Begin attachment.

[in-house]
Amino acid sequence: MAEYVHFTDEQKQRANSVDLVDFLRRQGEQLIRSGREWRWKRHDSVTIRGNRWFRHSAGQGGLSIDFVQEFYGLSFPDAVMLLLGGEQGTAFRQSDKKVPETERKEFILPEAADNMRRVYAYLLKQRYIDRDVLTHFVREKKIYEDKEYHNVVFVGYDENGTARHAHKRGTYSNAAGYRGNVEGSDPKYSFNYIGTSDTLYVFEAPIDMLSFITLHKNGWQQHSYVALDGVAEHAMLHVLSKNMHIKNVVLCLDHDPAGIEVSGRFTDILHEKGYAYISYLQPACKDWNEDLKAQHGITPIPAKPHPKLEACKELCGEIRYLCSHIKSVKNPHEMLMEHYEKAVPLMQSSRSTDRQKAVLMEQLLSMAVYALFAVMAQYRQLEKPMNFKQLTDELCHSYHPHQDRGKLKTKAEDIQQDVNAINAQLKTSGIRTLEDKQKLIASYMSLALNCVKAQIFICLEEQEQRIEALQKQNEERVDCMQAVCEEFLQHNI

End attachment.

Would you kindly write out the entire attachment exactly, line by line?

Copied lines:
[in-house]
Amino acid sequence: MAEYVHFTDEQKQRANSVDLVDFLRRQGEQLIRSGREWRWKRHDSVTIRGNRWFRHSAGQGGLSIDFVQEFYGLSFPDAVMLLLGGEQGTAFRQSDKKVPETERKEFILPEAADNMRRVYAYLLKQRYIDRDVLTHFVREKKIYEDKEYHNVVFVGYDENGTARHAHKRGTYSNAAGYRGNVEGSDPKYSFNYIGTSDTLYVFEAPIDMLSFITLHKNGWQQHSYVALDGVAEHAMLHVLSKNMHIKNVVLCLDHDPAGIEVSGRFTDILHEKGYAYISYLQPACKDWNEDLKAQHGITPIPAKPHPKLEACKELCGEIRYLCSHIKSVKNPHEMLMEHYEKAVPLMQSSRSTDRQKAVLMEQLLSMAVYALFAVMAQYRQLEKPMNFKQLTDELCHSYHPHQDRGKLKTKAEDIQQDVNAINAQLKTSGIRTLEDKQKLIASYMSLALNCVKAQIFICLEEQEQRIEALQKQNEERVDCMQAVCEEFLQHNI